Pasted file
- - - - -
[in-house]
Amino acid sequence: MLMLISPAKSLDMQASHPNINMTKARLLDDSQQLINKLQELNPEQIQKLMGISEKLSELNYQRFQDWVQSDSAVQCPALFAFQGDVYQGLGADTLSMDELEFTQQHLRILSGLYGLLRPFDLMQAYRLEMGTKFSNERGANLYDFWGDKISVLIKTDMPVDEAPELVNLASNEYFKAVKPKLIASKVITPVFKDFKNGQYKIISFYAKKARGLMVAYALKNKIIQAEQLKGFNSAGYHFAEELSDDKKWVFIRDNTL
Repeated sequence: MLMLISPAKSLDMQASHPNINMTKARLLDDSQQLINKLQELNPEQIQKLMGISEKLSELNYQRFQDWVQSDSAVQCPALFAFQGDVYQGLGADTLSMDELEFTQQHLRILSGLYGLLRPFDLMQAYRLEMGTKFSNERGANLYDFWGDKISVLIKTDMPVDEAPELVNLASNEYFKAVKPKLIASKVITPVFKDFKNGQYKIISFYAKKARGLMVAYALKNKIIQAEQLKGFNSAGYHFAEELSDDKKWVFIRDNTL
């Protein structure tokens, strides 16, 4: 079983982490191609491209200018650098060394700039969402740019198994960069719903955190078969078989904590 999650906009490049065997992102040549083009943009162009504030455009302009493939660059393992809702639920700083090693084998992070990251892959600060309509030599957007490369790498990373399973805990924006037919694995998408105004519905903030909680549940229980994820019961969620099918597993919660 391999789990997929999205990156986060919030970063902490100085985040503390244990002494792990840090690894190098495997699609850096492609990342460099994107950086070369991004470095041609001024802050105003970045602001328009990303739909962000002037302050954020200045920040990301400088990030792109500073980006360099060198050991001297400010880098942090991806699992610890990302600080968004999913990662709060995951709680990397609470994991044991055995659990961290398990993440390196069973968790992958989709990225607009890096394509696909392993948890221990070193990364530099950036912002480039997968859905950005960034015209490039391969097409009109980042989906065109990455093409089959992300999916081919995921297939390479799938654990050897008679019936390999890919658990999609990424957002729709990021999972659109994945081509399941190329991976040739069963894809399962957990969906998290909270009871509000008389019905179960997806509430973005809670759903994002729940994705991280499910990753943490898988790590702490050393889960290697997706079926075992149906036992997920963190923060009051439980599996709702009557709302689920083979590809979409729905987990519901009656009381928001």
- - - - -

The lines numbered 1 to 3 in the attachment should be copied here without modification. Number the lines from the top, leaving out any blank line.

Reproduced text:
[in-house]
Amino acid sequence: MLMLISPAKSLDMQASHPNINMTKARLLDDSQQLINKLQELNPEQIQKLMGISEKLSELNYQRFQDWVQSDSAVQCPALFAFQGDVYQGLGADTLSMDELEFTQQHLRILSGLYGLLRPFDLMQAYRLEMGTKFSNERGANLYDFWGDKISVLIKTDMPVDEAPELVNLASNEYFKAVKPKLIASKVITPVFKDFKNGQYKIISFYAKKARGLMVAYALKNKIIQAEQLKGFNSAGYHFAEELSDDKKWVFIRDNTL
Repeated sequence: MLMLISPAKSLDMQASHPNINMTKARLLDDSQQLINKLQELNPEQIQKLMGISEKLSELNYQRFQDWVQSDSAVQCPALFAFQGDVYQGLGADTLSMDELEFTQQHLRILSGLYGLLRPFDLMQAYRLEMGTKFSNERGANLYDFWGDKISVLIKTDMPVDEAPELVNLASNEYFKAVKPKLIASKVITPVFKDFKNGQYKIISFYAKKARGLMVAYALKNKIIQAEQLKGFNSAGYHFAEELSDDKKWVFIRDNTL